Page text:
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December 27, 2007

Richard Florida

Happiness and the City

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It's more complicated than you think according to this great little essay in The Walrus magazine's Cities issue (pointer via Where Blog). BTW, I'm a huge fan of the Walrus, which if you didn't know it already, is literary magazine from Toronto - sort of similar to the New Yorker or the Atlantic.


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My favorite quote from this article is, "The city of Bogotá used research on status to underpin a restructuring of its road system, taking prime space away from cars and giving it to buses, bikes, and pedestrians so poor commuters could feel more equal. Optimism shot up." If we can make transit users feel 'superior' to the poor slobs stuck in cars, perhaps we can increase transit usage.

cupcake man

Love that article - the walrus rocks! Keep the cool links coming

Zoe B

Great article! I have been thinking about the renter idea for awhile. The share-a-house business is how I could afford to move east after college. Can't say which was more important: the cheaper rent, or the chance to hang out in the kitchen (especially when I knew no one else in town). It also has good potential to create more affordable housing (for both the owner and the renter) without any new/renovated building or public funding.

An important issue here: how much power do you have to decline to rent to someone who has applied for your space? Anti-discrimination laws generally are a great social good, but they have taken away a lot of landlords' power to decline to rent to someone who looks like trouble. If the person has a passable credit record and no arrests, you might have no other legal grounds to deny rental to someone who gives you the creeps. I have a friend who could really benefit from renting out a piece of her house. She has 13-year-old daughter. She will not risk endangering the girl for the sake of extra income.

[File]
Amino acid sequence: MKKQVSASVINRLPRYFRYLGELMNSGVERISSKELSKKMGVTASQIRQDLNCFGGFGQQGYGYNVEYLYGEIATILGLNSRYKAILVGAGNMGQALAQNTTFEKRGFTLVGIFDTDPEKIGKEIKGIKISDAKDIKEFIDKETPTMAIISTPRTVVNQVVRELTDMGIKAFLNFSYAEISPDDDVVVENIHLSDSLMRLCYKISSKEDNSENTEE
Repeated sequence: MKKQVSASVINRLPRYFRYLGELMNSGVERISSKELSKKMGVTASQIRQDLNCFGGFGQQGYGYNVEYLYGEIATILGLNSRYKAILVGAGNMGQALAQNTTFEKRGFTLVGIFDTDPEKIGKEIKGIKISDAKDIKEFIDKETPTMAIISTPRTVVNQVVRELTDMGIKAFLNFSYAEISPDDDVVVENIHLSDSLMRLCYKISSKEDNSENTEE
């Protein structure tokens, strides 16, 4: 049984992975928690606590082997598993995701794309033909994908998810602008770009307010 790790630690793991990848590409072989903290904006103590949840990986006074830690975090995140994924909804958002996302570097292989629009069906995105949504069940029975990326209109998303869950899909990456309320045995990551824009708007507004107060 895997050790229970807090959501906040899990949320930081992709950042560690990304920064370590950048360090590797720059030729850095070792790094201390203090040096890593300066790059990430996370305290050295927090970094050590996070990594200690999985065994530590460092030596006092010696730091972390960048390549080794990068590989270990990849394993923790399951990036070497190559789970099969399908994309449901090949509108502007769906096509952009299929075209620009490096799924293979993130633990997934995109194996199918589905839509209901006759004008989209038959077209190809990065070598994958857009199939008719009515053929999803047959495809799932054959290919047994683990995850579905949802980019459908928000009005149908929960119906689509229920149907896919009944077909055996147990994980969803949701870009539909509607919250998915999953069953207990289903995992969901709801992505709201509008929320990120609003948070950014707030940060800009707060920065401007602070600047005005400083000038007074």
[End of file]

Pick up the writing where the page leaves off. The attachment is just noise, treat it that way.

The important element here may be: do you have greater legal rights to discriminate if you are renting a space in your home (vs a separate house or apartment)? Does that greater right apply if the rental space is an attached but otherwise private apartment (and how do you operationally define ANY arrangement that gives greater discriminatory power to the owner)? If the living arrangement goes sour, what recourse do you have (either as owner or as renter)?

This is a good area where public policy could improve social capital in the coming decades. Clarify the boundaries of renters' vs owner's rights in a shared home. Strengthen the incentives AND the sanctions. Get civil rights and civil liberties groups to sign on to a compromise. AARP might be interested - it could help retirees stay in their own homes. I think this could be a do-able agenda.

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